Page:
There is a much more efficient solution to reducing Medicare spending than the proposed broad cuts to the program budget: Reduce the billions of dollars in incorrect payments each year.
Providers taking part in a Medicare experiment saved money by funneling care away from skilled-nursing facilities and other settings, and toward physician services, according to a new analysis.
Several therapy associations Thursday called on Congress to permanently end Medicare Part B caps on physical, speech and occupational therapy by adding language to a funding measure expected next week.
The Centers for Medicare & Medicaid Services is holding a Special Open Door Forum conference call on new Medicare card numbers at 2 p.m. Eastern on Jan. 23.
Last weekend's Camp David retreat has Republicans rethinking their earlier ambitions to reform safety-net programs, including Medicare and Medicaid, fearing a lack of support heading into midterm election season.
There's nothing like a budding new year to awaken that urge in scribes to warn better-informed readers what to expect. It must be some kind of occupational hazard. So in the spirit of not always being right but never being in doubt, here are three predictions you can take to the bank.
After tax votes, Congress' focus may shift to mandatory spending cuts and Medicare.
The current implementation of Medicare's sliding scale ADR limit policy is preventing the recovery of improper payments and has afforded a significant portion of providers with immunity from billing accuracy review due to the low volume of claims they submit
Some Senate Republicans are skeptical about cutting spending on social programs — Medicare included — in the months leading up to the 2018 elections.
But for those of you who think outrageous political trickery is dead, please let me point you in the direction of Capitol Hill. For we appear to be in the midst of one of the better con jobs to come along in quite some time, and it's threatening your supply of Medicare and Medicaid dollars.
One of the nation's largest senior advocacy groups is warning lawmakers of the "lasting impact" of Medicare cuts that would be potentially included in the GOP's final tax reform bill.
Long-term care providers may be headed for another major Medicaid-funding fight in 2018 if House GOP leaders get their way.
Skilled nursing providers found both good news and bad news Thursday in a House bipartisan agreement statement on a Medicare extender package.
Republican Senators on Tuesday added a provision to their tax overhaul bill that would roll back the individual insurance mandate included in the Affordable Care Act.
Speaking at the same Mandalay Bay complex in Las Vegas from which a "madman" committed the deadliest mass shooting by a single person in U.S. history just two weeks earlier, American Health Care Association CEO Mark Parkinon delivered a bold, unscripted edict.
Fox Rehabilitation received at least $29.9 million in Medicare Part B payments for services that did not meet Medicare requirements, according to an August report by the Office of the Inspector General of the U.S. Department of Health and Human Services.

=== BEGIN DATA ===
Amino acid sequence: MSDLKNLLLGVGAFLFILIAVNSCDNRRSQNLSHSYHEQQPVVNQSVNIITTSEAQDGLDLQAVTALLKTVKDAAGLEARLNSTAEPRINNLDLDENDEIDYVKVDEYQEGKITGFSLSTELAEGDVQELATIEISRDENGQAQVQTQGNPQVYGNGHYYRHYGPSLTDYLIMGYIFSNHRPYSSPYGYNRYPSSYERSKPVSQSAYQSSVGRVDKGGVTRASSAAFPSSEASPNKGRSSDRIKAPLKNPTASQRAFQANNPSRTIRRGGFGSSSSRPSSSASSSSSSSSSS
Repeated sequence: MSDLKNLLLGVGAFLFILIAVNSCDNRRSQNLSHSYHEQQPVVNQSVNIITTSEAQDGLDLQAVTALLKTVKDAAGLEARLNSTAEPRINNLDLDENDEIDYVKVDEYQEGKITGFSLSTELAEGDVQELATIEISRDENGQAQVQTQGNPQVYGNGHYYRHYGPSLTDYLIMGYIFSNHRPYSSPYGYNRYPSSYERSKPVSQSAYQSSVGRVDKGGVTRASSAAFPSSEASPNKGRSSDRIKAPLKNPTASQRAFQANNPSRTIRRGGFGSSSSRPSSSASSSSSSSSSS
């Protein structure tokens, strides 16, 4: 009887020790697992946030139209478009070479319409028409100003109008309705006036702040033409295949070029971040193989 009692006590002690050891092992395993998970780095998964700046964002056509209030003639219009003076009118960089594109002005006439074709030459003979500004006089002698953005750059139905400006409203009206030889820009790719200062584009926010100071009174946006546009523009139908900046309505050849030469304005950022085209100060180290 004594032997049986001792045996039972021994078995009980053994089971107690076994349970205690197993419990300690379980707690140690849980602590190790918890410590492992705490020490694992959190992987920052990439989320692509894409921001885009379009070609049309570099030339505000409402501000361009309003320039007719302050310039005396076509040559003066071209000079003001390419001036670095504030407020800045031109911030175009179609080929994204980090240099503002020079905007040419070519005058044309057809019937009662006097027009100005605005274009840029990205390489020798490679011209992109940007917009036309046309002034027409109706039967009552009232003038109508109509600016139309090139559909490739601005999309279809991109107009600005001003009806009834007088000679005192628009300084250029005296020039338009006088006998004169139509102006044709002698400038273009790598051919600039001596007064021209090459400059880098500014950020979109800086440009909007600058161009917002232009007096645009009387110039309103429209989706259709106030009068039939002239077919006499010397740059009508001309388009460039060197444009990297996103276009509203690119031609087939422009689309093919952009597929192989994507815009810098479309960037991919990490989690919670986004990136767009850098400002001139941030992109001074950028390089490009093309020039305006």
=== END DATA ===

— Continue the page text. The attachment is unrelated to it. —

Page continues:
The House passed a budget proposal on Thursday that would slash roughly $1 trillion from the Medicaid program over the course of 10 years. But representatives aren't planning on seeing those cuts through, according to some observers.
The former CEO of a healthcare company caught billing Medicare for unnecessary podiatry services for nursing home residents was sentenced last week to serve a year in prison and pay $1.8 million in restitution.
One should never forget that some of the most brutal fights occur between brothers or sisters.
I found it stunning when I recently read that more than a half million people had taken advantage of new Medicare coverage that pays for end-of-life discussions with their doctors. And there was hardly a peep about it.
The Centers for Medicare & Medicaid Services has the option of terminating nursing homes from the Medicare and Medicaid programs that it deems harmful. But to say the government has been reluctant to do so would be an extreme understatement.
Federal lawmakers' advisory panel for Medicare made it official in its report to Congress in June: It recommends implementation of a unified post-acute payment system beginning in 2021 — three years earlier than first proposed.
Nursing home operators will receive a $390 million Medicare pay increase in fiscal 2018, the Centers for the Medicare & Medicaid Services announced in a rule proposed in late April.
President Trump just announced a new plan to slash tax rates for long-term care operators and other businesses. But his desire to aid the corporate class has apparently not made its way to the Centers for Medicare & Medicaid Services.
I'd say the thing we write about most often in this line of work is payment issues. As a long-term care provider, you are eternally under pressure with whether there will be enough to pay for everything.
It would be unwise to assume that Rep. Tom Price (R-GA), the likely new head of Health and Human Services, is always going to align with the values of long-term care providers. But in the midst of a whirlwind of news around cabinet appointments, it is worthwhile for nursing home providers to take a deep breath and read about what Price did — and more importantly, did not — say this week.
As interest in genetic testing rises, one woman faces 10 years in prison for a $1 million Medicare fraud scheme that lured seniors into unnecessary genetic testing.
Medicare spending slowed to a 4.5% growth rate in 2015, even as payments for nursing homes increased, according to a new analysis.
While I never expected long-term care to be a serious part of discussion within the three presidential debates, the wonky part of my heart still jumped for joy when moderator Chris Wallace asked about entitlement programs during the last debate Wednesday night.